Australia’s defence budget in the age of Covid-19: Where are we now?
15 May 2020|

Tuesday 12 May was to have been budget night, until Covid-19 intervened and the government moved the 2020–21 budget release to 6 October. This gives Prime Minister Scott Morrison and his team time to focus on the crisis and to gauge its impact on the economy and the government’s own financial position. We don’t have clarity on that yet.

ASPI normally releases its annual The cost of defence budget brief a fortnight after budget night. Since there’s no budget to analyse, we’ve delayed this year’s publication to October. But since there’s naturally speculation about the future of the defence budget, it’s worth recapping what we know (this post) and outlining some possible futures (stay tuned next week).

Back in that distant era BCV, readers may recall that, despite the media and political attention paid to the government’s commitment to return defence spending to 2% of GDP by 2020–21, the 2016 defence white paper noted that tying the defence budget to GDP created planning uncertainty because defence funding would go up and down as GDP predictions changed. Consequently, the white paper presented a fixed funding line out to 2025–26 (page 180). Since the white paper, the government has delivered that funding and the 2019–20 budget looked like being no different.

Because forecast GDP growth has slowed since the white paper was released, that fixed funding line has gone up faster than GDP, and it looked like it would reach 2.2% in the next few years. So, what takes precedence? The fixed funding line or 2%? In Senate estimates hearings on 29 November 2020, Labor asked that question. The defence minister responded that the government was ‘absolutely committed’ to the white paper funding line, even if it grew past 2% of GDP. That was, of course, BCV.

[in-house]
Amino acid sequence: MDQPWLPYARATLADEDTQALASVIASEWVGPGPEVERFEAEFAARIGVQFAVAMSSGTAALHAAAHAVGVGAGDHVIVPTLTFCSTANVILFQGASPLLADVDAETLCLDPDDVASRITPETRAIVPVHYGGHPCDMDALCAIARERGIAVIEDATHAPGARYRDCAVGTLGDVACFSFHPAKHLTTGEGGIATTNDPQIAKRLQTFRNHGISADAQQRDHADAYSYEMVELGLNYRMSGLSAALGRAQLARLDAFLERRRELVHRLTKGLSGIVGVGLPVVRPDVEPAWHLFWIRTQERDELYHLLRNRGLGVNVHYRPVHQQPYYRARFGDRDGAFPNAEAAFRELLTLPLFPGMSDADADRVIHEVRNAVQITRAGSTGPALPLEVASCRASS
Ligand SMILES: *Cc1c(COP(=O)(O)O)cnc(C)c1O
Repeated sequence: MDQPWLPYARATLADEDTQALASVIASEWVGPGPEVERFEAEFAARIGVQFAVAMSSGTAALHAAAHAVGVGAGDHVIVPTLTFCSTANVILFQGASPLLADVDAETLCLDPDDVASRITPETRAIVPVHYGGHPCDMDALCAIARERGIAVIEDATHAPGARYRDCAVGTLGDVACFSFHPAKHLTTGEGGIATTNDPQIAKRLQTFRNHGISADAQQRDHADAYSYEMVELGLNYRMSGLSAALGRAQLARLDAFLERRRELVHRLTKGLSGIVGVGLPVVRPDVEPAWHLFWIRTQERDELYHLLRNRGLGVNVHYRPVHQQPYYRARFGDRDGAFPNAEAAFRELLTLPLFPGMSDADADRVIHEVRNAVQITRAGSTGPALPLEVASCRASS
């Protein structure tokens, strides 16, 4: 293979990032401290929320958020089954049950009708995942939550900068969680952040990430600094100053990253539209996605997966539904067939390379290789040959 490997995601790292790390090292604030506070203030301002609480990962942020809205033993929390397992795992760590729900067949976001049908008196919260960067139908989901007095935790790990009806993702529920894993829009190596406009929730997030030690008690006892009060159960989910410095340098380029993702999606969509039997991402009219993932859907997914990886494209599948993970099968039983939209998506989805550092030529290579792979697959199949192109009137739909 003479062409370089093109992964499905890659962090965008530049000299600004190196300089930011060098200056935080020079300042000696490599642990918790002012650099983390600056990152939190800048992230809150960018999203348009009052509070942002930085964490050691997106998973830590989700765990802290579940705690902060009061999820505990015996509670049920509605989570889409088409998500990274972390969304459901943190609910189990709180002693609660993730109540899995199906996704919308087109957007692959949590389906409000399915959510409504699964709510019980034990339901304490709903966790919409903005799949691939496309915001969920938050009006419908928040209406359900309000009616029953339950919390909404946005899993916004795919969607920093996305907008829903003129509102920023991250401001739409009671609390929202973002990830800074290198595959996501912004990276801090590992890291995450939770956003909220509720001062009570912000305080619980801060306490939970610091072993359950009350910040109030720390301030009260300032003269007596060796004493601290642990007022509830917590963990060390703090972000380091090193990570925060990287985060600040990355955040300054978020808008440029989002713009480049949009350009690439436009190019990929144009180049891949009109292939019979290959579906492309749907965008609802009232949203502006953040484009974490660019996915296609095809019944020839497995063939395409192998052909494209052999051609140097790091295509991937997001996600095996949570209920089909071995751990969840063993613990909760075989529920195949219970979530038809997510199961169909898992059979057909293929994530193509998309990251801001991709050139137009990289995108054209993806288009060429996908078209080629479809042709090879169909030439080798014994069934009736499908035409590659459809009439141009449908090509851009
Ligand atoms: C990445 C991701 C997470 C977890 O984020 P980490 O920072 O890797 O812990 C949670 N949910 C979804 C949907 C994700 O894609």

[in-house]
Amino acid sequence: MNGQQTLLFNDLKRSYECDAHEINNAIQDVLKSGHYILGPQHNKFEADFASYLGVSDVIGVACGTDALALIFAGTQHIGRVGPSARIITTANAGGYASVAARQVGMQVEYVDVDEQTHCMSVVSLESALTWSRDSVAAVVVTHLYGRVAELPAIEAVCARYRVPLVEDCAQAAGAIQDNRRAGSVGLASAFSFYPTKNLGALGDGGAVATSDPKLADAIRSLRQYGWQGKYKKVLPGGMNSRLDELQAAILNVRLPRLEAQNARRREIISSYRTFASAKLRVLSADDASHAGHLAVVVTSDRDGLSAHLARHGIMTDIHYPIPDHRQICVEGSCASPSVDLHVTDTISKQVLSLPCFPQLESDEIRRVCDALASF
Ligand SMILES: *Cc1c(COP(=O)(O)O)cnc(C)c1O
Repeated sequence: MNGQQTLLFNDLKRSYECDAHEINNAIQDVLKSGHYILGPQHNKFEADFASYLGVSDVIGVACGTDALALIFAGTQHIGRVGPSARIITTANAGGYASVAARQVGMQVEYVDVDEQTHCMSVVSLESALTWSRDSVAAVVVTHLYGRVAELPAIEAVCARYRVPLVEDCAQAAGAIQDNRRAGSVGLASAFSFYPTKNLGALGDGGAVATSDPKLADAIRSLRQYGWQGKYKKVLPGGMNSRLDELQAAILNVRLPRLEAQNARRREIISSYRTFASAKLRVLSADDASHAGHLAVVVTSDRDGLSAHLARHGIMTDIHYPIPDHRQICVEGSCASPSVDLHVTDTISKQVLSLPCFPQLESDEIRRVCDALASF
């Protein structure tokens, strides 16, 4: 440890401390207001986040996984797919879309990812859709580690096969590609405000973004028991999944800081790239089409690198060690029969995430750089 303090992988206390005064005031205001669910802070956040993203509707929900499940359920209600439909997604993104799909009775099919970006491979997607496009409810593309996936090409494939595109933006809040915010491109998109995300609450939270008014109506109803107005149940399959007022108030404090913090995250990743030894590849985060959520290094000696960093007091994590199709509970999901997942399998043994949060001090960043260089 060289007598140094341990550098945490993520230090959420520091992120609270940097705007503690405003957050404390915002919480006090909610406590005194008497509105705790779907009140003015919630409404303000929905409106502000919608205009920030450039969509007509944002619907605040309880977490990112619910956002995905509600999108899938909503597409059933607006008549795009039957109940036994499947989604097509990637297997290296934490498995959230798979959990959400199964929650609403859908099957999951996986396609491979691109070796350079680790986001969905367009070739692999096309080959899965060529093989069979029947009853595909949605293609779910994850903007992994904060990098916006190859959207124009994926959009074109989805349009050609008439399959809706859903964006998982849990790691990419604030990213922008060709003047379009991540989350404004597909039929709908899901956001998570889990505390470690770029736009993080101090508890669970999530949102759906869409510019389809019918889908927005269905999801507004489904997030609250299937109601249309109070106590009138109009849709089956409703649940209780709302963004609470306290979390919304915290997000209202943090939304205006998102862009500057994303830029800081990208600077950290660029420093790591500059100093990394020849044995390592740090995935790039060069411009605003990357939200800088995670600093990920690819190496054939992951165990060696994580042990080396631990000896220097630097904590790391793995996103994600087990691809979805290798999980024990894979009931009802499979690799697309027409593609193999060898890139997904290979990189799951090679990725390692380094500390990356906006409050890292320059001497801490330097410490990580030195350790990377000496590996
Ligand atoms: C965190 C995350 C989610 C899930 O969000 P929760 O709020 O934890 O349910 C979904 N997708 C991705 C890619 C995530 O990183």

In February, the government published the portfolio additional estimates statements for 2019–20 updating the May budget. In the update, the defence budget had grown by $587 million since the budget was published, due mainly to almost half a billion dollars in compensation for loss of buying power from the falling Australian dollar, plus $88 million in supplementary funding for Operation Bushfire Assist (see table 1).

Table 1: Change in defence portfolio funding from budget to additional estimates, 2019–20 ($m)

Department of Defence Australian Signals Directorate Total
Budget 2019–20 (May 2019) 37,825 917 38,742
Additional estimates 2019–20 (February 2020) 38,388 941 39,329
Change +563 +24 +587

Source: Portfolio additional estimates statements 2019–20: Defence portfolio.

When it was issued, the 2019–20 budget for defence equalled 1.93% of the government’s GDP prediction. If we compare the revised defence budget with the government’s GDP prediction in its mid-year economic and fiscal outlook, the defence budget reaches 1.96% of GDP. But the outlook was released on 16 December—before the worst of the bushfire crisis—so its revised GDP prediction doesn’t reflect the economic impact of that emergency, let alone the Covid-19 crisis.

Before Covid-19, the force structure in the 2016 white paper was looking increasingly unaffordable, even with a defence budget that reached 2% of GDP. The former secretary of defence who presented that white paper to the government recently admitted as much. The evidence can be seen in many places; for example, the sustainment costs for some major incoming and future systems (like the F-35s and land combat vehicles) are expected to be several times higher than corresponding costs for the systems they’re replacing.

As always, funding pressures manifest themselves in delays to the capital acquisition program. Defence informed the Senate in late January that:

To accommodate changing priorities within Defence’s budget, investment proposals can be reprioritised, funding re-profiled, re-scoped, deferred or divested. Since the release of the 2016 IIP [integrated investment program], 106 IIP capability projects have been affected through reprioritisations to accommodate Government and Departmental priorities.